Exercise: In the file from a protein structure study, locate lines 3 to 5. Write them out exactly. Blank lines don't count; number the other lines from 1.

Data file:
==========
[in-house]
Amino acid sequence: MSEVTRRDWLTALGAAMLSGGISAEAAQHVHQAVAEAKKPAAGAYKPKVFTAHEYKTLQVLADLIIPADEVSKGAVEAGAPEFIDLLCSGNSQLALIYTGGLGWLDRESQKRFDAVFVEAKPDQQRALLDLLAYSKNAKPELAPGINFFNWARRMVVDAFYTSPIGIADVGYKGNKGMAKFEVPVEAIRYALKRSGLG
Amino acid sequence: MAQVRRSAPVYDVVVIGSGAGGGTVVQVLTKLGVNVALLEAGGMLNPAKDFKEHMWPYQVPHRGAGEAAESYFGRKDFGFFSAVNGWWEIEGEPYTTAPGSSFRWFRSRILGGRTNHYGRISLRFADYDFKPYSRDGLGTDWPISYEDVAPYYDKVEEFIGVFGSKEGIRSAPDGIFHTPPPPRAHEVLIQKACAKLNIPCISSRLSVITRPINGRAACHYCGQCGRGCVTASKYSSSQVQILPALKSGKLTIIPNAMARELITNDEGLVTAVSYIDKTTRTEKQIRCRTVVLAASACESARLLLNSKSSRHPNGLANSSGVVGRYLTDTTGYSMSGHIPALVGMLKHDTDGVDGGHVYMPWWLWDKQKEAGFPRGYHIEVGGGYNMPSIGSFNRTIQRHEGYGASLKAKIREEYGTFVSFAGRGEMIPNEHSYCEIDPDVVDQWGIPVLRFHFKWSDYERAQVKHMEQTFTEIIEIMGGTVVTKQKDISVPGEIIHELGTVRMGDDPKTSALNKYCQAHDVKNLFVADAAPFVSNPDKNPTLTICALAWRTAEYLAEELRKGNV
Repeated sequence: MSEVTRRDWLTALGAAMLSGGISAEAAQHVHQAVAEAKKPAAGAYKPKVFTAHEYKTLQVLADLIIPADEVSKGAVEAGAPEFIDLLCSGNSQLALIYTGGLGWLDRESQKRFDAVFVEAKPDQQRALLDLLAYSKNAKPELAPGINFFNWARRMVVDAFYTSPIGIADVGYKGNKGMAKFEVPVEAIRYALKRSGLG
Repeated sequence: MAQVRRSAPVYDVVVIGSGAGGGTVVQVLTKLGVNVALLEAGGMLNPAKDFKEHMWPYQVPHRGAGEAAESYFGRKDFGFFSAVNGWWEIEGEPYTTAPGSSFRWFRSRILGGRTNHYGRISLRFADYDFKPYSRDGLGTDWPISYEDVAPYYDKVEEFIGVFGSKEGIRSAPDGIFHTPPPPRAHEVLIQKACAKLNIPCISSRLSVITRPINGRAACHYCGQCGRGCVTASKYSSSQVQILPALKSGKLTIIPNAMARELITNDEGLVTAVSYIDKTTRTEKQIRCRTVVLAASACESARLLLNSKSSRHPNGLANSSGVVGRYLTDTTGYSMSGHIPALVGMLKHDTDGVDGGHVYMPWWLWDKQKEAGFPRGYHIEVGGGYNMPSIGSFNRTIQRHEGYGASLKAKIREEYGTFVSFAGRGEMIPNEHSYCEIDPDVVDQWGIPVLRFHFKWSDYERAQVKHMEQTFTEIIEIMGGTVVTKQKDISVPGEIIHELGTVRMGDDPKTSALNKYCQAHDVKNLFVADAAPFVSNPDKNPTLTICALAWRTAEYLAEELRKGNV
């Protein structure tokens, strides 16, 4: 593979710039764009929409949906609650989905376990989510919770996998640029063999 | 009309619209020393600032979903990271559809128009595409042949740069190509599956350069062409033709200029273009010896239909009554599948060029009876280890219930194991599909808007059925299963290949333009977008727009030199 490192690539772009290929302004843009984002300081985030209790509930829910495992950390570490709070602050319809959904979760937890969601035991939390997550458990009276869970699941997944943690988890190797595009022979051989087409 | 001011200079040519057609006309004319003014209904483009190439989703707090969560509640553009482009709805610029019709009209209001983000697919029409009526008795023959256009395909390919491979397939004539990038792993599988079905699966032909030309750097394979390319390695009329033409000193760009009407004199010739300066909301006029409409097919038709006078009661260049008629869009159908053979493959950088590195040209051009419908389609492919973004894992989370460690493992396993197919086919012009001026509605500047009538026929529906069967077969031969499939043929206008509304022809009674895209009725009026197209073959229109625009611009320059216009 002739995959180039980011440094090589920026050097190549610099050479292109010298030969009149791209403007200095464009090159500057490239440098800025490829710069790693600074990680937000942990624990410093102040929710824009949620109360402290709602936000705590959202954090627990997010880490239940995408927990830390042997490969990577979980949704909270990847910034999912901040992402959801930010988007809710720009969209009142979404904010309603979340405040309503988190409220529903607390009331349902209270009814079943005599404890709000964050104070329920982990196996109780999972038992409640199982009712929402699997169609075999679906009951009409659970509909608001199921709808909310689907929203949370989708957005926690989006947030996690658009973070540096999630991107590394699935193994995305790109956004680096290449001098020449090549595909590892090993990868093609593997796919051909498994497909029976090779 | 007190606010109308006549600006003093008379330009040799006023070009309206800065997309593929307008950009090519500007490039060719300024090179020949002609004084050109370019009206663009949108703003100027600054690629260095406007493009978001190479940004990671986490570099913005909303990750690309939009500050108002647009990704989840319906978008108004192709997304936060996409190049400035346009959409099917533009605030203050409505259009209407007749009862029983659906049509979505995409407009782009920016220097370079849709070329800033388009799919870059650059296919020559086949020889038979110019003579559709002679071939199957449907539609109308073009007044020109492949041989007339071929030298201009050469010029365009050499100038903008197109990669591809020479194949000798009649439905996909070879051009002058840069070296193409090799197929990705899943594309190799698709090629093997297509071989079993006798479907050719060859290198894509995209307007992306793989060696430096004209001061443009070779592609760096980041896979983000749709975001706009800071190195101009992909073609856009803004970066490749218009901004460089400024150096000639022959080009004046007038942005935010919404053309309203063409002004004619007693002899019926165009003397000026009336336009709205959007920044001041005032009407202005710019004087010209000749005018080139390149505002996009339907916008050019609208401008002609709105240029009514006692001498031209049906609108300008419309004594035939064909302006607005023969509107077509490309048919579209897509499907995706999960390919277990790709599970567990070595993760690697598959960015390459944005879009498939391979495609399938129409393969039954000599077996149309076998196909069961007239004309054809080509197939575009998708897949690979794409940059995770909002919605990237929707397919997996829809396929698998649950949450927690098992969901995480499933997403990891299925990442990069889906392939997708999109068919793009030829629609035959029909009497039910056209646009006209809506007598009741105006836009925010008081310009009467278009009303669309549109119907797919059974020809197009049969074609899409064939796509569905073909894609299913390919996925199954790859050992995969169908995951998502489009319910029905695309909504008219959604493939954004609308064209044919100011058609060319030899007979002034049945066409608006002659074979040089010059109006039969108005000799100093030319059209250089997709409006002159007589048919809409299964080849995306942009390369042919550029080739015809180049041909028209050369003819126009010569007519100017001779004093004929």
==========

Amino acid sequence: MAQVRRSAPVYDVVVIGSGAGGGTVVQVLTKLGVNVALLEAGGMLNPAKDFKEHMWPYQVPHRGAGEAAESYFGRKDFGFFSAVNGWWEIEGEPYTTAPGSSFRWFRSRILGGRTNHYGRISLRFADYDFKPYSRDGLGTDWPISYEDVAPYYDKVEEFIGVFGSKEGIRSAPDGIFHTPPPPRAHEVLIQKACAKLNIPCISSRLSVITRPINGRAACHYCGQCGRGCVTASKYSSSQVQILPALKSGKLTIIPNAMARELITNDEGLVTAVSYIDKTTRTEKQIRCRTVVLAASACESARLLLNSKSSRHPNGLANSSGVVGRYLTDTTGYSMSGHIPALVGMLKHDTDGVDGGHVYMPWWLWDKQKEAGFPRGYHIEVGGGYNMPSIGSFNRTIQRHEGYGASLKAKIREEYGTFVSFAGRGEMIPNEHSYCEIDPDVVDQWGIPVLRFHFKWSDYERAQVKHMEQTFTEIIEIMGGTVVTKQKDISVPGEIIHELGTVRMGDDPKTSALNKYCQAHDVKNLFVADAAPFVSNPDKNPTLTICALAWRTAEYLAEELRKGNV
Repeated sequence: MSEVTRRDWLTALGAAMLSGGISAEAAQHVHQAVAEAKKPAAGAYKPKVFTAHEYKTLQVLADLIIPADEVSKGAVEAGAPEFIDLLCSGNSQLALIYTGGLGWLDRESQKRFDAVFVEAKPDQQRALLDLLAYSKNAKPELAPGINFFNWARRMVVDAFYTSPIGIADVGYKGNKGMAKFEVPVEAIRYALKRSGLG
Repeated sequence: MAQVRRSAPVYDVVVIGSGAGGGTVVQVLTKLGVNVALLEAGGMLNPAKDFKEHMWPYQVPHRGAGEAAESYFGRKDFGFFSAVNGWWEIEGEPYTTAPGSSFRWFRSRILGGRTNHYGRISLRFADYDFKPYSRDGLGTDWPISYEDVAPYYDKVEEFIGVFGSKEGIRSAPDGIFHTPPPPRAHEVLIQKACAKLNIPCISSRLSVITRPINGRAACHYCGQCGRGCVTASKYSSSQVQILPALKSGKLTIIPNAMARELITNDEGLVTAVSYIDKTTRTEKQIRCRTVVLAASACESARLLLNSKSSRHPNGLANSSGVVGRYLTDTTGYSMSGHIPALVGMLKHDTDGVDGGHVYMPWWLWDKQKEAGFPRGYHIEVGGGYNMPSIGSFNRTIQRHEGYGASLKAKIREEYGTFVSFAGRGEMIPNEHSYCEIDPDVVDQWGIPVLRFHFKWSDYERAQVKHMEQTFTEIIEIMGGTVVTKQKDISVPGEIIHELGTVRMGDDPKTSALNKYCQAHDVKNLFVADAAPFVSNPDKNPTLTICALAWRTAEYLAEELRKGNV